Mark grew up outside of Boston and says the best job he’s ever had was selling souvenirs at Fenway Park during his high school summers. He attended Hamilton College, graduating in 1980 with a BA in English. Two weeks later, he boarded a plane bound for Niger, West Africa, where he worked as a Peace Corps Volunteer in Agades, an oasis and trading center on the ancient caravan route between Tripoli and Timbuctu. Mark rode with Tuareg nomads deep into the Sahara, immersed himself in their culture and taught their children English in a regional high school.
Upon Mark’s return to the United States in 1982, he attended the Medill School of Journalism at Northwestern University. He worked at Reuters, Ltd., as a financial correspondent covering the Chicago Commodities Markets from 1983-1984. He left to become a political reporter in Washington D.C., at a small wire service called States News Service where his role was backup reporter to the D.C. bureaus of the New York Times, Newsday and the New York Daily News. He also began to make a name for himself in the tough world of investigative reporting, breaking a series of stories about a financial scandal that almost toppled the nation’s mortgage brokerage business.
In 1986, Mark joined the San Diego Tribune as a full-time investigative reporter. Still profoundly influenced by the experience of total cultural immersion he had experienced in West Africa, he began to develop a journalistic style that focused on the cultures of the things he was investigating. His award-winning work included a series that examined the culture of children living with addicts, and another that drew back the curtain on the culture of corporate funeral home conglomerates.
As a young boy, Mark had been an avid reader who’d dreamed of becoming a novelist. At the age of 30, he panicked at the thought that he might not follow through on his childhood dream. So he began writing fiction in his little spare time and soon had short stories published in various literary journals.
In the winter of 1990, he took a leave from his investigative duties at the newspaper and moved to Utah and Wyoming to live among extreme skiers. That experience yielded his first novel, The Fall Line (1994), which was named a New York Times Notable Book of the year, a rare honor for a debut author.
The following year, he published Hard News (1995), a mystery that exposed the underbelly of modern newspapers. The book garnered widespread critical acclaim and has become something of a cult classic among journalists.
But it was not until 1996, with publication of The Purification Ceremony, that Mark’s career broke out. The novel, told in the voice of a woman who is an expert tracker, has been published and on bestseller’s lists all over the world. It was a finalist for the Edgar Allen Poe award for best novel, won the W.H. Smith Award for best “new talent” author, and was named one of the best books of the year by the Los Angeles Times. The Purification Ceremony has been translated into fourteen languages and optioned numerous times for film, though sadly it has not yet been made.
His subsequent novels have been optioned for film, translated into dozens of languages, and graced international bestseller lists. In 2011, Mark began working with legendary thriller author James Patterson. Since then they have written five #1 New York Times Bestsellers including Private Paris, Private L.A., and Private Berlin. Mark lives in southwest Montana with his wife, Betsy. He is an avid skier, sportsman, martial artist and devotee of Crossfit training.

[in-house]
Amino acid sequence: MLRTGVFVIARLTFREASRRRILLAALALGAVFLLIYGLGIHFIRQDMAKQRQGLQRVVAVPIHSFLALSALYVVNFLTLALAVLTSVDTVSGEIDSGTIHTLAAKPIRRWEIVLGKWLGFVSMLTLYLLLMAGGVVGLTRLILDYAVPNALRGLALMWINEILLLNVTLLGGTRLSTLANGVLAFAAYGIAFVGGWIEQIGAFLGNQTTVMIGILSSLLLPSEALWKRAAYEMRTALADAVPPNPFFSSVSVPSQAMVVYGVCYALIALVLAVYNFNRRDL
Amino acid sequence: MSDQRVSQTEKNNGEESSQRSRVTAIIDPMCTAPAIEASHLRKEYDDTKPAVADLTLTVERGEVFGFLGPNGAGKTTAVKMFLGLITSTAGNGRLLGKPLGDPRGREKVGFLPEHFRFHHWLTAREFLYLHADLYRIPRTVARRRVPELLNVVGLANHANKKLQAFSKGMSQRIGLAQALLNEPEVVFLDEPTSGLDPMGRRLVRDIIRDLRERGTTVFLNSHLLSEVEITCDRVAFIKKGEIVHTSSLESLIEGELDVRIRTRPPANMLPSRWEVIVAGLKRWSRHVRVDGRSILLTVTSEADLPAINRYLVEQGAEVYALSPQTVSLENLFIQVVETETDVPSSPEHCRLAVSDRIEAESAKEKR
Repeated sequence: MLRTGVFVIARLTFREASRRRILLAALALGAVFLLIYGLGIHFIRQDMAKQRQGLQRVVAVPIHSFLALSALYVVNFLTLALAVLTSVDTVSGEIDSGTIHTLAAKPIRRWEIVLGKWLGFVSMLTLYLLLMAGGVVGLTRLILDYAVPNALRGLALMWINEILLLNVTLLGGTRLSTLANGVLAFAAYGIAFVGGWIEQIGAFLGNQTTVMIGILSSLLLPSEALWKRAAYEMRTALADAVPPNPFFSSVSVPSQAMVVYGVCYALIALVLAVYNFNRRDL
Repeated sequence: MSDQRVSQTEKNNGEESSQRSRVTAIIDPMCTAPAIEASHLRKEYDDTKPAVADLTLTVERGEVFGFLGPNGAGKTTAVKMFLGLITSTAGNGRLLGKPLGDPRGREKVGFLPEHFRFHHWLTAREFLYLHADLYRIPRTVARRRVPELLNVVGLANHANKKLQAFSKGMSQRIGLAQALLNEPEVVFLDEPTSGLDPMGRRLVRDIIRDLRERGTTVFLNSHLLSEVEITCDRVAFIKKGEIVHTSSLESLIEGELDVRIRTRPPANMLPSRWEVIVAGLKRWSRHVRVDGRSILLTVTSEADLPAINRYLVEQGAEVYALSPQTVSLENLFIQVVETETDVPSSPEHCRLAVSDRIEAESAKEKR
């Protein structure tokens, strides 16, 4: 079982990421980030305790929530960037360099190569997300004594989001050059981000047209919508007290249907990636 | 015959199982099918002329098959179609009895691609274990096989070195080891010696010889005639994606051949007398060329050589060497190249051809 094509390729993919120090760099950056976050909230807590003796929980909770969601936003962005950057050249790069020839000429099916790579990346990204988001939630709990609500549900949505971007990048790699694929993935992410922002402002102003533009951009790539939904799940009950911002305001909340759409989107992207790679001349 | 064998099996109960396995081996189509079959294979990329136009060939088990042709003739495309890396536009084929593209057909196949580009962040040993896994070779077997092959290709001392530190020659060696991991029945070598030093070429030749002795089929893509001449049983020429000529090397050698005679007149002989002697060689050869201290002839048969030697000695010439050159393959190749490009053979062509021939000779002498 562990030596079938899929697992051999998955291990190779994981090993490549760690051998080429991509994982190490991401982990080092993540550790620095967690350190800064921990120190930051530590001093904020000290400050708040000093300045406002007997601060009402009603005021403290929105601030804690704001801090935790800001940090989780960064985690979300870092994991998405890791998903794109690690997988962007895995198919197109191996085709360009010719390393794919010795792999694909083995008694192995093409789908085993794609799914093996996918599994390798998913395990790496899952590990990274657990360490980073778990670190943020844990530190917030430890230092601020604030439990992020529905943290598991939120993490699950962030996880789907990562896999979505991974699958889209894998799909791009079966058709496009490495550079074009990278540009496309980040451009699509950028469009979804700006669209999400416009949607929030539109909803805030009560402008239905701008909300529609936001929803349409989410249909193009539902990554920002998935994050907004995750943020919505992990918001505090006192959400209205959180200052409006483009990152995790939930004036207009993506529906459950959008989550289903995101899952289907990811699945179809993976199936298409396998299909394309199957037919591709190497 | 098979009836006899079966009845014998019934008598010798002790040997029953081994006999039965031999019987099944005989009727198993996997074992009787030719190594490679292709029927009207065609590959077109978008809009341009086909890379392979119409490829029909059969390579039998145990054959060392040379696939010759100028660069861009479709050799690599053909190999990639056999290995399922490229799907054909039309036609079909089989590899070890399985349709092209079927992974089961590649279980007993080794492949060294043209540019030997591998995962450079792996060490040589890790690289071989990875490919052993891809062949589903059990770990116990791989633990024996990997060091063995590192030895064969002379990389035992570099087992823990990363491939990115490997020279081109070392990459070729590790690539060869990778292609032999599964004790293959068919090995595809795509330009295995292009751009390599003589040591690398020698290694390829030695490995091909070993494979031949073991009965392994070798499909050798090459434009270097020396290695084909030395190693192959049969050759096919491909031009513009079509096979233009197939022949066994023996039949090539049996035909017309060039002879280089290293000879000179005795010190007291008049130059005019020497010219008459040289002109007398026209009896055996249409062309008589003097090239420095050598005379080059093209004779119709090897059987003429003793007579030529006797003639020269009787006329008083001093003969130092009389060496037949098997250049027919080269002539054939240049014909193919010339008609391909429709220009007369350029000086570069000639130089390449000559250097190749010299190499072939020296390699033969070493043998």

“An incredible story, beautifully written, and a fine and noble book.”
—James Patterson, #1 New York Times Bestselling Author
“Beneath a Scarlet Sky has everything—heroism, courage, terror, true love, revenge, compassion in the face of the worst human evils. Mark Sullivan was born to write this novel based on the real story of Pino Lella, one of many unsung heroes of the Second World War. It’s gripping, shocking, heartbreaking and ultimately inspiring. Sullivan shows us war as it really is, with all its complexities, conflicting loyalties, and unresolved questions, but most of all, he brings us the extraordinary figure of Pino Lella, whose determination to live con smania—with passion—saved him.”
—Joseph Finder, New York Times bestselling author of Suspicion and The Switch
“Sprawling, stirring, like the richest of stories, and played out on a canvas of heroism and tragedy, Beneath a Scarlet Sky is like one of those iconic WWII black and white photos: a face of hope and tears, the story of a small life that ended up mattering in a big way.”
—Andrew Gross, New York Times bestselling author of The One Man
“This is full-force Mark Sullivan—muscular, soulful prose evincing an artist’s touch and a journalist’s eye. Beneath a Scarlet Sky conjures an era with a magician’s ease, weaving a rich tapestry of a wartime epic. World War II Italy has never been more alive to me.”
—Gregg Hurwitz, New York Times bestselling author of The Nowhere Man
“Action, adventure, love, war, and an epic hero —all set against the backdrop of one of history’s darkest moments—Mark Sullivan’s Beneath a Scarlet Sky has everything one can ask for in an exceptional World War II novel.”
—Tess Gerritsen, New York Times bestselling author of Playing With Fire